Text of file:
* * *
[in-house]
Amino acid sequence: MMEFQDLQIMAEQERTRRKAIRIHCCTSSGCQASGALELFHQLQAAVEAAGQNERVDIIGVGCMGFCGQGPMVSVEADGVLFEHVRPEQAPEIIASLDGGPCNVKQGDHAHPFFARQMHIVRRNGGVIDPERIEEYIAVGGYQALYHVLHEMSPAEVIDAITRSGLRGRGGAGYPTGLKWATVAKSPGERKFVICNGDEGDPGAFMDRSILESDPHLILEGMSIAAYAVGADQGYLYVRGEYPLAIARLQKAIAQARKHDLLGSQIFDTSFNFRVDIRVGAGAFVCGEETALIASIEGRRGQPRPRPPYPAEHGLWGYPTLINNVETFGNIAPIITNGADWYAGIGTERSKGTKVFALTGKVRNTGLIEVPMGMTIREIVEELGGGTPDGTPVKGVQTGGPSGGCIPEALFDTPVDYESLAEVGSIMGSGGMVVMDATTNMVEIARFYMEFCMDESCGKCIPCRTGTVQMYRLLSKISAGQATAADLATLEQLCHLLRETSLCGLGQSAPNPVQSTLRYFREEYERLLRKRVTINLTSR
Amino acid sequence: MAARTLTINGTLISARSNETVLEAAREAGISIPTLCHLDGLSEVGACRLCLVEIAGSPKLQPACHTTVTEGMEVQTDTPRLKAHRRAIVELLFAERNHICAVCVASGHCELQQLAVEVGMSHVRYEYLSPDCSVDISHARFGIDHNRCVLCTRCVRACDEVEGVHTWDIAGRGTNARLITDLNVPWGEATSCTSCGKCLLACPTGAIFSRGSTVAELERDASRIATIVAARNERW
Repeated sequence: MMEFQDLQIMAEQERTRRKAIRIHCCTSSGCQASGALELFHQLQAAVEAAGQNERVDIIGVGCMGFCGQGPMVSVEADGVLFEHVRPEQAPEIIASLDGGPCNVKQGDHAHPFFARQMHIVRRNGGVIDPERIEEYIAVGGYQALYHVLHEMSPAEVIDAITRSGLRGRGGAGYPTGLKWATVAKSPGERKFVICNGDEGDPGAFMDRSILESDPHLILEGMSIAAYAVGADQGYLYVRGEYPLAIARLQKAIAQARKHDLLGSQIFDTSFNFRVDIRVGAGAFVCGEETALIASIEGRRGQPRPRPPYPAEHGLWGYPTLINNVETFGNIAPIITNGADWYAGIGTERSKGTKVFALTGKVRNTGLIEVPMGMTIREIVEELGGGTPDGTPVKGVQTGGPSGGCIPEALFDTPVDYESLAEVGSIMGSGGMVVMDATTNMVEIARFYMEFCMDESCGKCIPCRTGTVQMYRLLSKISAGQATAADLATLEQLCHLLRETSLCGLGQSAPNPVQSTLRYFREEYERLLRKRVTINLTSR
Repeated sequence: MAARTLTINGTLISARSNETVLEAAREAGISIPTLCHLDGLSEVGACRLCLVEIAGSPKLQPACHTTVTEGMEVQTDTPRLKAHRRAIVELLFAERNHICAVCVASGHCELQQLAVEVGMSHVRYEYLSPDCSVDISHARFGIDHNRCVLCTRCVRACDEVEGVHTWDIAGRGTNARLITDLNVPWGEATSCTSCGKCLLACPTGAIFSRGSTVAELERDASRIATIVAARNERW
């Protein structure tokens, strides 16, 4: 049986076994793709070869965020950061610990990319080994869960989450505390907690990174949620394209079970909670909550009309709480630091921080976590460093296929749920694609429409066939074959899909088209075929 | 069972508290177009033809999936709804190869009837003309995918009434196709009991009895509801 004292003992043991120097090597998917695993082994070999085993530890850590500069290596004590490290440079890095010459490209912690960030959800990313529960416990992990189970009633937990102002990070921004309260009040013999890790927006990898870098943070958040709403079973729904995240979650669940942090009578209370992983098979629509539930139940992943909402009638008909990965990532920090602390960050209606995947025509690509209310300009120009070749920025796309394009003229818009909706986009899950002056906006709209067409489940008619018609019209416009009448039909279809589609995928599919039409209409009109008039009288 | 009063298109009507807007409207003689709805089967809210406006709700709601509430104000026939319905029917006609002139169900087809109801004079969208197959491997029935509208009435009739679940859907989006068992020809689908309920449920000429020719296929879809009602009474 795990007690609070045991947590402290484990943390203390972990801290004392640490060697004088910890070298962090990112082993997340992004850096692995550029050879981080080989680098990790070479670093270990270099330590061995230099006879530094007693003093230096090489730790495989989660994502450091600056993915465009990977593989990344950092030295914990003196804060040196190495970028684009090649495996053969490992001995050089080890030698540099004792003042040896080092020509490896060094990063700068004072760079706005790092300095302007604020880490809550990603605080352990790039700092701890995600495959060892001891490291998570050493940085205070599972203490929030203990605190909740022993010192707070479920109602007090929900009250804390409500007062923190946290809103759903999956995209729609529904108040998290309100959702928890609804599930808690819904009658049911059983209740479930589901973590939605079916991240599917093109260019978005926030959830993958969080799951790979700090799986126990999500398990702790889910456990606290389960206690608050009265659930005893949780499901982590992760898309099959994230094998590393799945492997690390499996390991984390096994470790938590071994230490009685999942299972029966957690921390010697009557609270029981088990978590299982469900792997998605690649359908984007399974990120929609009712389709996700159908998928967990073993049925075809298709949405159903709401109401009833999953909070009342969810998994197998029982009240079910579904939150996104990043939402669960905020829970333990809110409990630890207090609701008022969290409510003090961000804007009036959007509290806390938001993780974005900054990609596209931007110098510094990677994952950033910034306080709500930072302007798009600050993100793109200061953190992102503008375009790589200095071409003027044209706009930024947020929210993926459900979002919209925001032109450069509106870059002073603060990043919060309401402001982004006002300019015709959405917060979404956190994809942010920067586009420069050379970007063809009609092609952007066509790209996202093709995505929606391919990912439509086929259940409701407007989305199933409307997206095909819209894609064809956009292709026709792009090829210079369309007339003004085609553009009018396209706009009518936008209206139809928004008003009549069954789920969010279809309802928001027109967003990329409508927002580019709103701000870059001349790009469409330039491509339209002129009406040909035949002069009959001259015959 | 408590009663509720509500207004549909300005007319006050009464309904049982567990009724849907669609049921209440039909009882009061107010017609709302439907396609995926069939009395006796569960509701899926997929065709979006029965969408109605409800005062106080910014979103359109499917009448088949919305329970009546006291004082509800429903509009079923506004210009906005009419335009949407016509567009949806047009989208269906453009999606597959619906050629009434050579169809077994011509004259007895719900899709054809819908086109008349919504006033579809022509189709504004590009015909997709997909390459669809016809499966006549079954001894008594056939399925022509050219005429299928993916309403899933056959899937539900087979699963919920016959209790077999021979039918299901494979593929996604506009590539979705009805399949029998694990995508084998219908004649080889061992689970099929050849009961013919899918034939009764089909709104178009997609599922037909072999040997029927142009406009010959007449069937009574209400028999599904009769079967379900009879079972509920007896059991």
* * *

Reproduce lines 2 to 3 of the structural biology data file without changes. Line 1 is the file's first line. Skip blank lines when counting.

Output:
Amino acid sequence: MMEFQDLQIMAEQERTRRKAIRIHCCTSSGCQASGALELFHQLQAAVEAAGQNERVDIIGVGCMGFCGQGPMVSVEADGVLFEHVRPEQAPEIIASLDGGPCNVKQGDHAHPFFARQMHIVRRNGGVIDPERIEEYIAVGGYQALYHVLHEMSPAEVIDAITRSGLRGRGGAGYPTGLKWATVAKSPGERKFVICNGDEGDPGAFMDRSILESDPHLILEGMSIAAYAVGADQGYLYVRGEYPLAIARLQKAIAQARKHDLLGSQIFDTSFNFRVDIRVGAGAFVCGEETALIASIEGRRGQPRPRPPYPAEHGLWGYPTLINNVETFGNIAPIITNGADWYAGIGTERSKGTKVFALTGKVRNTGLIEVPMGMTIREIVEELGGGTPDGTPVKGVQTGGPSGGCIPEALFDTPVDYESLAEVGSIMGSGGMVVMDATTNMVEIARFYMEFCMDESCGKCIPCRTGTVQMYRLLSKISAGQATAADLATLEQLCHLLRETSLCGLGQSAPNPVQSTLRYFREEYERLLRKRVTINLTSR
Amino acid sequence: MAARTLTINGTLISARSNETVLEAAREAGISIPTLCHLDGLSEVGACRLCLVEIAGSPKLQPACHTTVTEGMEVQTDTPRLKAHRRAIVELLFAERNHICAVCVASGHCELQQLAVEVGMSHVRYEYLSPDCSVDISHARFGIDHNRCVLCTRCVRACDEVEGVHTWDIAGRGTNARLITDLNVPWGEATSCTSCGKCLLACPTGAIFSRGSTVAELERDASRIATIVAARNERW